James H. Hagenbuch’s D-Day Uniform
I just can’t get James “Jimmy” H. Hagenbuch out of my mind. Since first writing about this cousin who parachuted behind enemy lines on June 6, 1944 as a soldier in the 101st Airborne Division, I visualize his story over and over again. Andrew and I wrote his story in the summer of 2020, and Andrew added a postscript in November of 2021. Telling Jimmy’s story at the Hagenbuch Reunion on June 18th brought it all back again.
I have a very good friend from Virginia whom I have reenacted with for many years. Bruce and I have reenacted French and Indian War, Revolutionary War, Civil War, and even 18th century civilian. Bruce is a well-educated, military historian who served in both the U.S. Army and U.S. Marine Corps. He enjoys collecting uniforms, some even of the World War II era. When he read the story about Jimmy Hagenbuch, who was a member of the “Screaming Eagles” and was killed on June 7, 1944, Bruce offered to donate a uniform and helmet to the Hagenbuch archives. The World War II era uniform is exactly what Jimmy would have worn in his parachute jump which heralded D-Day: trousers, jacket, and helmet. The correct patches, 48 star flag and 101st Airborne patch, are on the shoulders.
The helmet had no insignia on it before Bruce gave it to me. So, Bruce painted on the spade and circle as is shown on Jimmy’s actual helmet which was found by a World War II memorabilia collector in France. The spade represented the 101st Airborne Division, 506th Parachute Infantry Regiment. The circle meant that Jimmy was in the 1st Battalion. Bruce also sent a paratrooper wings pin, though Jimmy would not have been wearing this on his jump into France on D-Day. In fact, Jimmy gave the pin to his girlfriend, Jeanne P. Kieser, before shipping out overseas.
A few days before the Hagenbuch Reunion, I decided that the uniform and helmet should be part of the reunion display. However, the name “HAGENBUCH” had not yet been painted on it, so my wife Linda sketched it out and my brother Bob painted it in. Surnames on the helmets were not regulation, but the men in combat would often have them painted on, in case they were killed and needed identified. (Their dog tags helped with this purpose too.) The day before the reunion all seemed correct with the things Bruce sent me—items that would honor Jimmy Hagenbuch. As my brother Bob and I looked over the uniform and helmet, he noticed a bulge in the left jacket pocket. Reaching inside, I pulled out a “cricket,” a clicking tool that was used by the 101st Airborne to identify other soldiers as they fought through the hedgerows of Normandy! Bruce had put a reproduction cricket in the pocket, something I had not noticed before.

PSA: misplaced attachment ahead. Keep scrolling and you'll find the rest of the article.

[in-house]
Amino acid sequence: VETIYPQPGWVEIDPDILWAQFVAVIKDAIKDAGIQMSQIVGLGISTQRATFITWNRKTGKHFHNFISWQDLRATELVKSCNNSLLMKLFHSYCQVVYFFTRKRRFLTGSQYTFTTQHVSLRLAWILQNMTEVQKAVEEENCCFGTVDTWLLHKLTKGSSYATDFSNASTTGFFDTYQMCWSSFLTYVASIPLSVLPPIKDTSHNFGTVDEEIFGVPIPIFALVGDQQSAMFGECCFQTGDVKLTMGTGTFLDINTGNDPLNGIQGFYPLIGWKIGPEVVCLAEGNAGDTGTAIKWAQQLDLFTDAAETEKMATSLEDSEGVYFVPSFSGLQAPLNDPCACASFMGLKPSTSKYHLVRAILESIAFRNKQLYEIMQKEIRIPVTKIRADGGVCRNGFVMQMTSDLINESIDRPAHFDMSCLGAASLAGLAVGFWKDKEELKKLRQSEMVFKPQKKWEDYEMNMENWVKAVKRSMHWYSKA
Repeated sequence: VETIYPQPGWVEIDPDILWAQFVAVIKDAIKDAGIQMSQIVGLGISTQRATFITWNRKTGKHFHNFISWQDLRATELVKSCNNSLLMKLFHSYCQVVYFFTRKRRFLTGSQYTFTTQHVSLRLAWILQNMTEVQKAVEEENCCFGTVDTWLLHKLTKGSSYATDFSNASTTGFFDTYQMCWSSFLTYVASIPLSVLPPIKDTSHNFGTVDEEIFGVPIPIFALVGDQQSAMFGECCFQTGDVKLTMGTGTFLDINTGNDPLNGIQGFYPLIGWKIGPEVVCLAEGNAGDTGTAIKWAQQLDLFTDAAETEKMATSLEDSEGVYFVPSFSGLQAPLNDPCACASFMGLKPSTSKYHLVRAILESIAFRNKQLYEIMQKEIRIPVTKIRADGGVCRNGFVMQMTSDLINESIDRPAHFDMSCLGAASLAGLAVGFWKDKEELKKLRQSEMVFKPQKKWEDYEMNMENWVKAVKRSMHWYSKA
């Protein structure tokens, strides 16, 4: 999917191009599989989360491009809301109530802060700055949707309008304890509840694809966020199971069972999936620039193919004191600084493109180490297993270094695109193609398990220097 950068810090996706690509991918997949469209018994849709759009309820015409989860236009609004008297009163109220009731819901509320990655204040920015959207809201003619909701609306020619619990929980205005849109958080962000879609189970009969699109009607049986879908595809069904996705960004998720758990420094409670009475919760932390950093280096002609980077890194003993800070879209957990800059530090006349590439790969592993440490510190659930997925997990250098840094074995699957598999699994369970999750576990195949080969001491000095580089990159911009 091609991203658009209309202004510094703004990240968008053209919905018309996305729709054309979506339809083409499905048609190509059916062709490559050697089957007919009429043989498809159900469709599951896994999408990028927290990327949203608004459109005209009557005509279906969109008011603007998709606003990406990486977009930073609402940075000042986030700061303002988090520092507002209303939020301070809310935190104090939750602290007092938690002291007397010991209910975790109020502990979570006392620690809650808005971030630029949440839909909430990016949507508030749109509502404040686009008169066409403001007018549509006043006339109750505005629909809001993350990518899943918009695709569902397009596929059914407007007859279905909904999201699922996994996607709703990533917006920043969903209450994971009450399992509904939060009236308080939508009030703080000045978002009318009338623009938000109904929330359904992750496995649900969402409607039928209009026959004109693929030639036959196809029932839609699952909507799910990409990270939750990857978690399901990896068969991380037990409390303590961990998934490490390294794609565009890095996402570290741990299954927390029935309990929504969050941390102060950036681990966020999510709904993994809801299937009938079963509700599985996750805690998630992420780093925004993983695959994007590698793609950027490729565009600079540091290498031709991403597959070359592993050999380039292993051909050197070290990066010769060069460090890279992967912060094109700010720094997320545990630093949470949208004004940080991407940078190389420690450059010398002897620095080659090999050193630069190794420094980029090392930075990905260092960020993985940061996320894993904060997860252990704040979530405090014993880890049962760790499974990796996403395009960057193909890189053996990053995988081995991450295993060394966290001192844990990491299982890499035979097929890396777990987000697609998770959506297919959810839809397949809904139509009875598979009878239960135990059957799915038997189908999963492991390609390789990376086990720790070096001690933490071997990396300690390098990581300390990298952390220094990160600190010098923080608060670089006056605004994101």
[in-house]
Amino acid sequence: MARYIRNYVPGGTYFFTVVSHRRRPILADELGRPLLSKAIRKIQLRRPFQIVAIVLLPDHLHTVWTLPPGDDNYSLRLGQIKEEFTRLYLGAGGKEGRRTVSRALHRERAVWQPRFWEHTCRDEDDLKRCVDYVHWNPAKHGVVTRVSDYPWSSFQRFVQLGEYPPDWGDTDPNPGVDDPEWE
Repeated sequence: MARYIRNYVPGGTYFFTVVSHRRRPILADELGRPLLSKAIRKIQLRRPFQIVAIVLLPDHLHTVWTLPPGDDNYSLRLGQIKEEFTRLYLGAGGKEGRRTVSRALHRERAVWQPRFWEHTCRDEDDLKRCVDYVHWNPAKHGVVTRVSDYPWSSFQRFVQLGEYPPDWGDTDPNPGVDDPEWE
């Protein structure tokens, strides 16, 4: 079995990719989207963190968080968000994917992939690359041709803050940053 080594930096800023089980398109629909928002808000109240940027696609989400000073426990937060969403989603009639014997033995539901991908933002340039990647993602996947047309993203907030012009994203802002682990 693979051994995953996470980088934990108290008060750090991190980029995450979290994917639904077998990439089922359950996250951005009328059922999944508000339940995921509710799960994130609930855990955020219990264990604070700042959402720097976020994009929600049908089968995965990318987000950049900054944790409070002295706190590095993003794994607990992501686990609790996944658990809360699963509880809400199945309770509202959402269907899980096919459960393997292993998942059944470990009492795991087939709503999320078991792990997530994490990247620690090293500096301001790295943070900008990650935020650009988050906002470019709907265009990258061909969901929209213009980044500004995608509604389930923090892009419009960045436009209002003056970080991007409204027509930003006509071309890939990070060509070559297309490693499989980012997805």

This led me into doing research on the cricket. I had remembered the cricket being used in the movies The Longest Day and the TV series Band of Brothers. That “clic clac” is an unmistakable sound. Because of secrecy, I found out that they were given out to the soldiers of the 101st Airborne only a day or two before jumping into France on June 6, 1944. The U.S. Army did not want the Germans finding out about the crickets to keep them from replicating their sound. The crickets were made by a toy company in London, and they were only used for a 24 hour period, June 6–7. Once again, this was so the Germans could not use something similar. The cricket that Bruce provided was the piece de resistance for the uniform items, and it helped to bring our hero-cousin Jimmy Hagenbuch to life.
It’s people like my friend Bruce who keep our Hagenbuch research going. Bruce has no ties to the Hagenbuch family. Yet, like many of us, he realizes the importance of keeping history alive, especially when honoring those who fought for our country. Jimmy certainly knew that his job was to keep the Axis Powers of World War II—Nazi Germany, Imperialist Japan, and Mussolini’s Italy—from squashing freedom throughout the world. He was committed to fight, not only for our freedom, but also the freedom for millions of people in other countries.
I am finishing this article on July 4—the Glorious Fourth! Along with others of our family who have had pride in the United States to stand up with words and deeds to support the Declaration of Independence and honor the Constitution, Jimmy is an example for us all. Rest in peace, Jimmy Hagenbuch, and God bless America.